I gave a presentation on editing at my local RWA chapter this weekend, and from some of the remarks in the room, I gather there's a lot of people who hear "Writing is passive", but they don't exactly know how to identify it or how to fix the problem. This is, coincidentally, one of the things that I see predominantly in the work I freelance edit for Finish The Story.
Let me also add in that there are numerous ways writing can be passive. This is one format, and one tip to fixing. I'll address some others over my weekly topics.
So let's look:
"The moon was rising on the horizon, it's pale light a silver blanket on the field of wheat."
"The foxes were grouped together beneath the rock, and the eldest was sticking his tongue out at the youngest."
What's wrong with these sentences? If you know, skip the lesson and go write some more words in that work in progress!
On the surface, they appear vivid, they're descriptive, and the grammatical structure is correct. But both of these sentences are passive. How so?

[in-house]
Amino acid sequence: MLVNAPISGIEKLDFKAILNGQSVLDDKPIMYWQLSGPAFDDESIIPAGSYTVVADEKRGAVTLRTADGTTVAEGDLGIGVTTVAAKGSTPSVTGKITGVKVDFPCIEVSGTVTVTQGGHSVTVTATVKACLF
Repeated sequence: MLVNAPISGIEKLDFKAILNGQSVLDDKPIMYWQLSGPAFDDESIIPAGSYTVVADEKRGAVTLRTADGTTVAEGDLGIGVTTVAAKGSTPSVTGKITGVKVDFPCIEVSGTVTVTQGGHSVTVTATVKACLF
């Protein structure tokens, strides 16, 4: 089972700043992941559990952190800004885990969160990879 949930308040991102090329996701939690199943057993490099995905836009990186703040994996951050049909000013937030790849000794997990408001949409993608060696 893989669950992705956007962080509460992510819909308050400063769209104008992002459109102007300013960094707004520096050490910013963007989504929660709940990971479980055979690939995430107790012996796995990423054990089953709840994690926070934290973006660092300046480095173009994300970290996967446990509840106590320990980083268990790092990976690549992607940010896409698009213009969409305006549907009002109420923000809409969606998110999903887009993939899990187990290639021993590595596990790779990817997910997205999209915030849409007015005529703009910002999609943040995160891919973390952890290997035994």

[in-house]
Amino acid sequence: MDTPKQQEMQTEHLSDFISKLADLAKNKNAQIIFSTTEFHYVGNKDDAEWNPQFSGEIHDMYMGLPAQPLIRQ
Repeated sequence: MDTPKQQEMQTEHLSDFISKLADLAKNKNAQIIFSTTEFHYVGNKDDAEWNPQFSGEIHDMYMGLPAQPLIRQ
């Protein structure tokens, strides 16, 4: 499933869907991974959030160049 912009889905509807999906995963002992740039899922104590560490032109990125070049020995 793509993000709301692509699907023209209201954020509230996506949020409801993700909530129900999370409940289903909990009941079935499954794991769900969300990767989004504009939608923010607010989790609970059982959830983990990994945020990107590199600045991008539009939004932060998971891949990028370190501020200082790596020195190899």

The "was" + "ing" combination.
Authors are told to stay away from was. Yes, this is true, but it's impossible to write was. The bigger issue comes with 'was' + 'ing' -- when it comes to passive writing. (There are other ways 'was' negatively impacts writing.)
When you link was with an 'ing' verb, it automatically becomes passive. The best fix for this is to replace that combination with the past tense. Your sentence instantly becomes more active.
was risingrose on the horizon, it's pale light a silver blanket on the field of wheat."
were groupedgrouped together beneath the rock, and the eldest was stickingstuck his tongue out at the youngest."
See you next week!